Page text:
The smart city, a highly sensitized, complex network of feedback loops, is the philosopher’s stone for the sustainable city. The continual monitoring of resources, the search for reduction in waste and energy usage is based on the successful gathering of boundless data. Smart buildings turn off their own lights, monitor temperature, know how to offset electricity use to off-peak times of the day, calculate how often workers move around the office space. In China, whole eco-cities are being planned. For example, in 2012 the Sino-Singapore Tianjin Eco-city was opened with great fanfare as a center for innovation. It was so well designed that, according to one report “the residents will not be expected to make any particular effort to be green.”
The task becomes more complicated when attempting to retrofit existing cities and converting the established industrial centers in smart cities. Every week we see announcements from city halls around the world launching digital strategies with the promise of high-speed connections, dragging their city into the 21st century, making it part of the “creative economy,” attracting investors, jobs, and innovation. Often these announcements come with newly inked partnerships with IBM, Cisco, Siemens, Phillips, and with the consultation of McKinsey & Company or Booz Allen Hamilton. It is clear that a mayor who is not putting all their eggs in “smart” is too dumb to be elected.
But implementing such schemes is harder than many expect; smart and big data are not the elixirs often promised and are hard to implement. In 2009 Amsterdam launched its smart-city scheme, releasing an interim report earlier this year that, among the cheerleading, revealed findings that, when talking to people in the newly retrofitted neighborhoods, it made sense not to get too technical when describing what was going on outside their front door. In Boston, there have been complaints about privacy over the use of registration-plate-recognition software.
The two Microsoft news stories indicate some of the moral questions raised by Quantitative Urbanism: smart might be advertised as a tool to set us free, but it might also be a cage from which it is impossible to escape. The same technology that is used to monitor our shopping habits can also be used to track our every move. Since the age of Frederick Taylor’s theories of scientific management, it has been clear that to be monitored was to be managed. Is that the kind of city we really want to live in? The level of securitization surveillance hardware installed in London during the 2012 Olympics was astonishing, a shop front for the whole security industry. In Rio de Janeiro, in advance of the 2014 World Cup, the government has come together with IBM to create a central surveillance hub, a “brain stem” for the ever-watchful city. Most of these schemes are happening without engagement with the very people affected—us. The recent riots in Brazil were a dramatic reminder that people place cheap bus fares above smart infrastructure as a living priority.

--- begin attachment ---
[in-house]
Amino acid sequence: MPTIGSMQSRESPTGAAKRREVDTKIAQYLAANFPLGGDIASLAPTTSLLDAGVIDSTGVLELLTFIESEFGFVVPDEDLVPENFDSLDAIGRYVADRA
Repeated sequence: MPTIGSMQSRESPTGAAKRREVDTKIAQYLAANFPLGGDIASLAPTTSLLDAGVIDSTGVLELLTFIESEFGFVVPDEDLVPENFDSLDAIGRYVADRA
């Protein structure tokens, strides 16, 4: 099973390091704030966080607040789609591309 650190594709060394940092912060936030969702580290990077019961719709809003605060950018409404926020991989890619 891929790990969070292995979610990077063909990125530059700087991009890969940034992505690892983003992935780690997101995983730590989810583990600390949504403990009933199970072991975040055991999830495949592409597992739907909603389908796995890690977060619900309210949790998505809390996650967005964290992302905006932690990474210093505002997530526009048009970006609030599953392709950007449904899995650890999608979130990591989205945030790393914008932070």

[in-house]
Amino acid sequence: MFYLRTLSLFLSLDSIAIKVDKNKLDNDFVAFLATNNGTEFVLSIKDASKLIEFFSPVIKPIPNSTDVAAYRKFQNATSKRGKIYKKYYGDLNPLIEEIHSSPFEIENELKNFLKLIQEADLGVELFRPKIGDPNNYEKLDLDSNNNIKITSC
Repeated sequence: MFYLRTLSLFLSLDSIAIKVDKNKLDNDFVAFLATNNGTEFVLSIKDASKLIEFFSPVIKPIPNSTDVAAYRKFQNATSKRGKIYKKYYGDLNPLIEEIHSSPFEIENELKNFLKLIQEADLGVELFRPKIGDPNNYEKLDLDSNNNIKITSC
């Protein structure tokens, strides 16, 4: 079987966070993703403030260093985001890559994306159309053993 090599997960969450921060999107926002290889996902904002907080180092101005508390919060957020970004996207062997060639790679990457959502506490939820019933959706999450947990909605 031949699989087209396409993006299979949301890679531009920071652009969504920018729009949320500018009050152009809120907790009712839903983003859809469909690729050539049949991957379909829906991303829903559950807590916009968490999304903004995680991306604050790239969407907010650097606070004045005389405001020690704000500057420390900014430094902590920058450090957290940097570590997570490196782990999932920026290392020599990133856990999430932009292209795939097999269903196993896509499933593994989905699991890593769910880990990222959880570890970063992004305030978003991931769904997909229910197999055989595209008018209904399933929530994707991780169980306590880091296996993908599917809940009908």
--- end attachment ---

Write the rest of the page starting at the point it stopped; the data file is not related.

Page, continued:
These top-down schemes need city-size investment, and the citizen does not need to worry about the consequences, we are told. But is this true? Can one really create an environmentally sustainable city without changing the behavior of its citizens? Many of these schemes offer connections but show very little interest in feedback, as the response in Amsterdam revealed. The new Microsoft CityNext project announces that it will put people first. At a recent conference, Assaf Biderman, the associate director of the Senseable City Lab at MIT announced that the smart city will use technology to make it more “human.”
However, the same technology offers alternatives to the top-down projects heralded above. Perhaps the most radical gesture is also the cheapest, and potentially signposts a very interesting change in the relationship between city hall and the street. Municipal governments have been gathering data for decades, but who owns this information? In 2009 Mayor Michael Bloomberg opened the New York City Open Data archive that made copious amounts of city data public. The scheme has been followed by cities around the world.
The datastore is not just a mechanism for transparency. While it is important that the city government prove itself to be open and accountable, establishing a sense of trust between the city and city hall, the variety of information being offered to general scrutiny has a far more valuable potential in engaging the active citizen. Once data is made available, city hall loses control on how that information is used and by whom: hackers, activists, website designers, coders, or app entrepreneurs. For the last four years Bloomberg has also run the BigApps awards that celebrate the many different ways the data is used. It can be utilized to start a political campaign or launch a new business. This relinquishing of information control by traditional government powers to whoever has a broadband connection and a special interest is perhaps the start of the real intelligent city.
Editor's note: an earlier version of this article incorrectly named the designer of Songdo.